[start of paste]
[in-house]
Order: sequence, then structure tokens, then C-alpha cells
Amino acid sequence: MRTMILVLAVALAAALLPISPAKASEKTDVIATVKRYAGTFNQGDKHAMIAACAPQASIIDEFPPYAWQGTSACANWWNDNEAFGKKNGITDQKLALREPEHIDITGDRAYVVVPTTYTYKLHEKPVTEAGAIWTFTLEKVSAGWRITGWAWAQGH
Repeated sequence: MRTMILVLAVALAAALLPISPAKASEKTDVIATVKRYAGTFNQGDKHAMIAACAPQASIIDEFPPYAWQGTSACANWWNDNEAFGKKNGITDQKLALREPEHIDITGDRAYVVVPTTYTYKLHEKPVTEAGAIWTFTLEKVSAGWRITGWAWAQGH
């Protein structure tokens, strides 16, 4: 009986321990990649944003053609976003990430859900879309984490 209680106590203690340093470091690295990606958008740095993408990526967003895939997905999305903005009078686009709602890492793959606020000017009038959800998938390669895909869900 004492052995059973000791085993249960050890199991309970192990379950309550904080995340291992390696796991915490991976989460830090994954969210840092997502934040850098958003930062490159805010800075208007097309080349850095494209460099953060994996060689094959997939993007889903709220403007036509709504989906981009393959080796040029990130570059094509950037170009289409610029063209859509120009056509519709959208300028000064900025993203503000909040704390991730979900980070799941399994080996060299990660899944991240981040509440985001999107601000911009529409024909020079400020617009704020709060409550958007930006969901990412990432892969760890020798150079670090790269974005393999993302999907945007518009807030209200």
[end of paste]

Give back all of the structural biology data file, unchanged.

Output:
[in-house]
Order: sequence, then structure tokens, then C-alpha cells
Amino acid sequence: MRTMILVLAVALAAALLPISPAKASEKTDVIATVKRYAGTFNQGDKHAMIAACAPQASIIDEFPPYAWQGTSACANWWNDNEAFGKKNGITDQKLALREPEHIDITGDRAYVVVPTTYTYKLHEKPVTEAGAIWTFTLEKVSAGWRITGWAWAQGH
Repeated sequence: MRTMILVLAVALAAALLPISPAKASEKTDVIATVKRYAGTFNQGDKHAMIAACAPQASIIDEFPPYAWQGTSACANWWNDNEAFGKKNGITDQKLALREPEHIDITGDRAYVVVPTTYTYKLHEKPVTEAGAIWTFTLEKVSAGWRITGWAWAQGH
């Protein structure tokens, strides 16, 4: 009986321990990649944003053609976003990430859900879309984490 209680106590203690340093470091690295990606958008740095993408990526967003895939997905999305903005009078686009709602890492793959606020000017009038959800998938390669895909869900 004492052995059973000791085993249960050890199991309970192990379950309550904080995340291992390696796991915490991976989460830090994954969210840092997502934040850098958003930062490159805010800075208007097309080349850095494209460099953060994996060689094959997939993007889903709220403007036509709504989906981009393959080796040029990130570059094509950037170009289409610029063209859509120009056509519709959208300028000064900025993203503000909040704390991730979900980070799941399994080996060299990660899944991240981040509440985001999107601000911009529409024909020079400020617009704020709060409550958007930006969901990412990432892969760890020798150079670090790269974005393999993302999907945007518009807030209200």